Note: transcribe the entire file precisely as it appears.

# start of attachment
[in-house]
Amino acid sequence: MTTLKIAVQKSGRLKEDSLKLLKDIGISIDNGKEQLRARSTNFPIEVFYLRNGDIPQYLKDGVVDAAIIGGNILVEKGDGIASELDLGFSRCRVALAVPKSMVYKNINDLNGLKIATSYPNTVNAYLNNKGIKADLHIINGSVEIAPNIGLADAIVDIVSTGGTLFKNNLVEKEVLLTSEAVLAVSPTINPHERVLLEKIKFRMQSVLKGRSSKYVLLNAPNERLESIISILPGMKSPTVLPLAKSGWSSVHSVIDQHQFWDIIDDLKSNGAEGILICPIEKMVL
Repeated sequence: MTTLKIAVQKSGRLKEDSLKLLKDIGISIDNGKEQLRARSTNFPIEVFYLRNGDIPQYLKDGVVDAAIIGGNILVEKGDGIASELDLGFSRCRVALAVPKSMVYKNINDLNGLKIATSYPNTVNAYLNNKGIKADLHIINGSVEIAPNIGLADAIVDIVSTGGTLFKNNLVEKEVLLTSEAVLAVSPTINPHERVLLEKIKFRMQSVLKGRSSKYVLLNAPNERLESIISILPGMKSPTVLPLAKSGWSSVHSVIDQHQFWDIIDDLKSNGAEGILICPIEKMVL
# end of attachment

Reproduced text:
[in-house]
Amino acid sequence: MTTLKIAVQKSGRLKEDSLKLLKDIGISIDNGKEQLRARSTNFPIEVFYLRNGDIPQYLKDGVVDAAIIGGNILVEKGDGIASELDLGFSRCRVALAVPKSMVYKNINDLNGLKIATSYPNTVNAYLNNKGIKADLHIINGSVEIAPNIGLADAIVDIVSTGGTLFKNNLVEKEVLLTSEAVLAVSPTINPHERVLLEKIKFRMQSVLKGRSSKYVLLNAPNERLESIISILPGMKSPTVLPLAKSGWSSVHSVIDQHQFWDIIDDLKSNGAEGILICPIEKMVL
Repeated sequence: MTTLKIAVQKSGRLKEDSLKLLKDIGISIDNGKEQLRARSTNFPIEVFYLRNGDIPQYLKDGVVDAAIIGGNILVEKGDGIASELDLGFSRCRVALAVPKSMVYKNINDLNGLKIATSYPNTVNAYLNNKGIKADLHIINGSVEIAPNIGLADAIVDIVSTGGTLFKNNLVEKEVLLTSEAVLAVSPTINPHERVLLEKIKFRMQSVLKGRSSKYVLLNAPNERLESIISILPGMKSPTVLPLAKSGWSSVHSVIDQHQFWDIIDDLKSNGAEGILICPIEKMVL